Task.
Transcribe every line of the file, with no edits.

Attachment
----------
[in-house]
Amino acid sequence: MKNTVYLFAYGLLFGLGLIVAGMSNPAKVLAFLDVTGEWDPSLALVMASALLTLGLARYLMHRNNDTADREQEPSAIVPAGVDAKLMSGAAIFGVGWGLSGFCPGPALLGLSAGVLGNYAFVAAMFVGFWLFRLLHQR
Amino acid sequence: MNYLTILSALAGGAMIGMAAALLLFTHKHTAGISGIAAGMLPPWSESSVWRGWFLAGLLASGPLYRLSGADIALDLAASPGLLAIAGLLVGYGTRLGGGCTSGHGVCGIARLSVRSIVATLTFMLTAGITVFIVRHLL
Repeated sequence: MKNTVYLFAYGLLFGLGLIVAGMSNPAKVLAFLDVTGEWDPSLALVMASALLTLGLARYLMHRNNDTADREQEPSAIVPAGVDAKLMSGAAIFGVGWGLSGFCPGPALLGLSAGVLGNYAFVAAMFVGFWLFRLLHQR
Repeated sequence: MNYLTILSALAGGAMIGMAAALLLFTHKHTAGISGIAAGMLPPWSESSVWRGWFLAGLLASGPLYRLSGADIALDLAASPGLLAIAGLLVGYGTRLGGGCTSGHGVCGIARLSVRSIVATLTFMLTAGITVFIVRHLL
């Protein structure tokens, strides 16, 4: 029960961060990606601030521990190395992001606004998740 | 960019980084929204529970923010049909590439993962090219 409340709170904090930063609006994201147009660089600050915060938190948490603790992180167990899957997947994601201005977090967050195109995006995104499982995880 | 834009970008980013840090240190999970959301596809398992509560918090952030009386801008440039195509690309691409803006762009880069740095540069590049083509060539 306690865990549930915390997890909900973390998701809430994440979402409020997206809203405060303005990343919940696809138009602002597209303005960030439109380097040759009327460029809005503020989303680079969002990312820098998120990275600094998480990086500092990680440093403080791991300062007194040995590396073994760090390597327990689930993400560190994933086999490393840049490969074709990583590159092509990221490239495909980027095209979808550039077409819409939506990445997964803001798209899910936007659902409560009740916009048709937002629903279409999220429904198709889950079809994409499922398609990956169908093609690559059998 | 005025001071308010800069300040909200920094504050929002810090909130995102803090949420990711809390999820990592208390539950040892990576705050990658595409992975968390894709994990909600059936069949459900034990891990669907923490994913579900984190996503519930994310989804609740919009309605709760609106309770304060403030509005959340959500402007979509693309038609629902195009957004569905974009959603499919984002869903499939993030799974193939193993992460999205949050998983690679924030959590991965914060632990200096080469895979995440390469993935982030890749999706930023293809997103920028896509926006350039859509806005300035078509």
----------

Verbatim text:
[in-house]
Amino acid sequence: MKNTVYLFAYGLLFGLGLIVAGMSNPAKVLAFLDVTGEWDPSLALVMASALLTLGLARYLMHRNNDTADREQEPSAIVPAGVDAKLMSGAAIFGVGWGLSGFCPGPALLGLSAGVLGNYAFVAAMFVGFWLFRLLHQR
Amino acid sequence: MNYLTILSALAGGAMIGMAAALLLFTHKHTAGISGIAAGMLPPWSESSVWRGWFLAGLLASGPLYRLSGADIALDLAASPGLLAIAGLLVGYGTRLGGGCTSGHGVCGIARLSVRSIVATLTFMLTAGITVFIVRHLL
Repeated sequence: MKNTVYLFAYGLLFGLGLIVAGMSNPAKVLAFLDVTGEWDPSLALVMASALLTLGLARYLMHRNNDTADREQEPSAIVPAGVDAKLMSGAAIFGVGWGLSGFCPGPALLGLSAGVLGNYAFVAAMFVGFWLFRLLHQR
Repeated sequence: MNYLTILSALAGGAMIGMAAALLLFTHKHTAGISGIAAGMLPPWSESSVWRGWFLAGLLASGPLYRLSGADIALDLAASPGLLAIAGLLVGYGTRLGGGCTSGHGVCGIARLSVRSIVATLTFMLTAGITVFIVRHLL
């Protein structure tokens, strides 16, 4: 029960961060990606601030521990190395992001606004998740 | 960019980084929204529970923010049909590439993962090219 409340709170904090930063609006994201147009660089600050915060938190948490603790992180167990899957997947994601201005977090967050195109995006995104499982995880 | 834009970008980013840090240190999970959301596809398992509560918090952030009386801008440039195509690309691409803006762009880069740095540069590049083509060539 306690865990549930915390997890909900973390998701809430994440979402409020997206809203405060303005990343919940696809138009602002597209303005960030439109380097040759009327460029809005503020989303680079969002990312820098998120990275600094998480990086500092990680440093403080791991300062007194040995590396073994760090390597327990689930993400560190994933086999490393840049490969074709990583590159092509990221490239495909980027095209979808550039077409819409939506990445997964803001798209899910936007659902409560009740916009048709937002629903279409999220429904198709889950079809994409499922398609990956169908093609690559059998 | 005025001071308010800069300040909200920094504050929002810090909130995102803090949420990711809390999820990592208390539950040892990576705050990658595409992975968390894709994990909600059936069949459900034990891990669907923490994913579900984190996503519930994310989804609740919009309605709760609106309770304060403030509005959340959500402007979509693309038609629902195009957004569905974009959603499919984002869903499939993030799974193939193993992460999205949050998983690679924030959590991965914060632990200096080469895979995440390469993935982030890749999706930023293809997103920028896509926006350039859509806005300035078509």